ArriveCAN app under review by Canadian government
PLATTSBURGH — The Canadian government is considering letting the ArriveCAN app and other pandemic-related border crossing restrictions expire at the end of the month, much to the delight of local officials here in the North Country.
“We have continued to encourage our Canadian friends to drop the app as a border crossing mandate, in concert with a growing number of organizations and officials in both countries, and are pleased such a move is now under active review,” Garry Douglas, North Country Chamber of Commerce president, said.
“While car counts at Champlain reached 70% of 2019 levels this past summer, they only reached 50% in most other areas and there is no question that mandated use of the app is a large factor while providing little benefit in exchange for lost travel. More and more Canadians and Canadian M.P.’s have been calling for its demise and it seems the grassroots effort is being heard.”
Severe border restrictions were put in place at the beginning of the COVID-19 pandemic in March of 2020, limiting travel to only essential services.
Many of the restrictions were lifted late last year as both countries strived to resume more normal border activities.
The ArriveCAN app was implemented last year and travelers are required to use it to notify border agents of when and where they would be crossing into Canada. The app was met with mixed results with some saying it worked fine, but leaving many others frustrated.
Clinton County Legislature Chairman Mark Henry (R-Area 3, Chazy) said the idea of the app is fine, but it has not gotten the best reviews.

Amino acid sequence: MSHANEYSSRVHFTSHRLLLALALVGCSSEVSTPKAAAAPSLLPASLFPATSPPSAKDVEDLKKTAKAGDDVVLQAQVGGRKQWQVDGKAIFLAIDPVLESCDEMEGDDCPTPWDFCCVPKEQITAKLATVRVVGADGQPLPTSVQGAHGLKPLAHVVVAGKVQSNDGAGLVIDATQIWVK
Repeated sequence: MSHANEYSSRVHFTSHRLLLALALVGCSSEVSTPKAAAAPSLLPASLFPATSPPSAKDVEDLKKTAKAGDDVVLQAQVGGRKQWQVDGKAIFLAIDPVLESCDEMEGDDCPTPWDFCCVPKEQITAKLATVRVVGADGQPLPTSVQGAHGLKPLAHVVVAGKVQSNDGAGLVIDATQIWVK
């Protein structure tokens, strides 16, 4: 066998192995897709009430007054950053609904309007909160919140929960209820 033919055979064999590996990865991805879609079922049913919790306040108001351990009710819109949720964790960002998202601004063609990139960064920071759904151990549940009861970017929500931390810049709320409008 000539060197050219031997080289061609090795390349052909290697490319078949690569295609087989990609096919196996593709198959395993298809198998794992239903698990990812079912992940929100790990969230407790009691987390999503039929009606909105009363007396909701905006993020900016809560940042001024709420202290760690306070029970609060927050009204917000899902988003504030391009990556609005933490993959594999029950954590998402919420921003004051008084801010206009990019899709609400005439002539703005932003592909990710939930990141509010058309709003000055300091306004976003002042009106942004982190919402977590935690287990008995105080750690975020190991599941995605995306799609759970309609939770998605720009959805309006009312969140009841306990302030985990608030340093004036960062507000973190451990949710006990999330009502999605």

“We’ve heard reports that it has been difficult for some to use and it has had a chilling effect on border crossings,” Henry said.
“It would only be a positive if they did away with it and other restrictions because this affects everyone in our region.”
Henry said border crossings can still be safe even without the app because the process still requires vetting at the booth.
“Even if you do the app you still have to go and talk to the officer and they can do what they need to do without the app like they’ve done for years and years,” he said.
Douglas said expiring the app will go a long way to restoring cross-border relations.
“A key goal of both countries must be to restore back and forth travel to previous levels, not only for economic reasons but because it is the bedrock of the entire U.S.-Canada special relationship,” Douglas said.
“The abandonment of remaining border crossing mandates and restrictions would be in time for us to again connect for the upcoming holidays and to look forward to a 2023 that will get us fully back together.”
Douglas thanked U.S. and Canadian partners who have advocated strongly for abandonment of ArriveCAN including Congresswoman Elise Stefanik and Congressman Brian Higgins and Senators Charles Schumer and Kirsten Gillibrand, as well as the Canadian American Business Council.